It bears remembering that prior to hitching their stars to the Obama wagon, the economic advisers the President-elect chose took direct issue with many of the items in the expected stimulus package the incoming Administration is going to try to pass through Congress:
For example, giving more federal aid to states, one of Obama's proposals, falls in the "medium" range of cost-effectiveness and carries much uncertainty about its impact on the economy, Peter R. Orszag told Congress a year ago. He headed the nonpartisan Congressional Budget Office then, and now is Obama's pick to direct the Office of Budget and Management.
Other Obama proposals such as giving businesses more leeway to write off losses from 2008 and 2009 "have little effect by themselves," Orszag testified at the time. "The historical record on the effectiveness of efforts to provide discretionary fiscal stimulus is mixed," he concluded.
Christina Romer, who will head Obama's Council of Economic Advisers, held a similar view in 1994, when she co-wrote an essay, "What Ends Recessions?"
"Our estimates suggest that fiscal actions," which are what Obama is proposing, "have contributed only moderately to recoveries," she and her husband, David, wrote. "Economists seem strangely unsure about what to tell policy makers to do to end recessions."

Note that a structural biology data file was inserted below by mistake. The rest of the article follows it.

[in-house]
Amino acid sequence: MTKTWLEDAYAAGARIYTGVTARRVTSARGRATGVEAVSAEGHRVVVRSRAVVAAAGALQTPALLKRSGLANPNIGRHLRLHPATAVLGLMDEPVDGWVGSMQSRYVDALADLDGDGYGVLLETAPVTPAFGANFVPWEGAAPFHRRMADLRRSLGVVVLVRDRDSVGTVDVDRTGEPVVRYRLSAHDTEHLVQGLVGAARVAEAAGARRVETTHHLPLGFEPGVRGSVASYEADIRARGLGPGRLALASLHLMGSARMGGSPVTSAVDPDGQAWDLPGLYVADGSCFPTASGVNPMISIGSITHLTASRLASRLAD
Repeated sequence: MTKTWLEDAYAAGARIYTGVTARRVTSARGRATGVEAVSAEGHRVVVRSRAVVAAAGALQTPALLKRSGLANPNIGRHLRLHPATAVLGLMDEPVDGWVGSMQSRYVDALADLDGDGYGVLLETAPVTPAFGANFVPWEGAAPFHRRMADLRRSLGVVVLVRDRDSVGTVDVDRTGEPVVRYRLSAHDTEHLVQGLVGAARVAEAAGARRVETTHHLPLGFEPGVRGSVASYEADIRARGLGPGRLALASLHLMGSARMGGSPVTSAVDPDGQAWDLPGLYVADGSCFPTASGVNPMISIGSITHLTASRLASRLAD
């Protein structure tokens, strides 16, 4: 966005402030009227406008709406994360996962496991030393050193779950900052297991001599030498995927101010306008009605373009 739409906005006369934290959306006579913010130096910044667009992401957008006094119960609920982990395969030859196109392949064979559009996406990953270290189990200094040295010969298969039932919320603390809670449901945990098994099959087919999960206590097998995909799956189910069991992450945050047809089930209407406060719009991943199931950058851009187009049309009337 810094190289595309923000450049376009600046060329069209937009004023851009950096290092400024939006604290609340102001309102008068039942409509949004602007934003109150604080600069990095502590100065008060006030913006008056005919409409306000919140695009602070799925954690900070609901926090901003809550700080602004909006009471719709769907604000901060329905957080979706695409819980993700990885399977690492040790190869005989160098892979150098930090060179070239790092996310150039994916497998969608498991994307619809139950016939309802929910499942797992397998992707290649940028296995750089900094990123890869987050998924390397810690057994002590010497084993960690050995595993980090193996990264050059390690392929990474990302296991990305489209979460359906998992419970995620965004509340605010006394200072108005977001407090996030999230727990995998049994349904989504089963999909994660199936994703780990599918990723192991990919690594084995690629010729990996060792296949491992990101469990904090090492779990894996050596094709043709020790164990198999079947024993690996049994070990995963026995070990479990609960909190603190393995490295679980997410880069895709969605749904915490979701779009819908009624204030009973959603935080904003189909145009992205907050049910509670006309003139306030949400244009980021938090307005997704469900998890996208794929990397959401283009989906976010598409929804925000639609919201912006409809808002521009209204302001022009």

There is a whole lot more in the story concerning differences between Obama and his advisers. Peter Orszag, the OMB Director-designate, has left a massive paper trail in which he disagrees with the ideas that have ended up in Obama's stimulus proposal.
Maybe it would be a good idea to bring up all of these differences when Orszag comes up for his confirmation hearings. For myself, I would like to see how both Orszag and Romer try to backtrack their way out of their previous positions and into singing from the same policy songsheet as the one from which the President-elect sings. It should be amusing. But even as they try to do that, Senators in confirmation hearings ought to be calling Orszag on the inconsistencies between his stances in the past and the stance he will be expected to take as a loyal member of the incoming Obama Administration.
Let's show that the ideas in the Obama stimulus package are so controversial that they were once denounced by Obama's own appointees. It should make for a good debate, but even more importantly, it might make for better policy in the long run.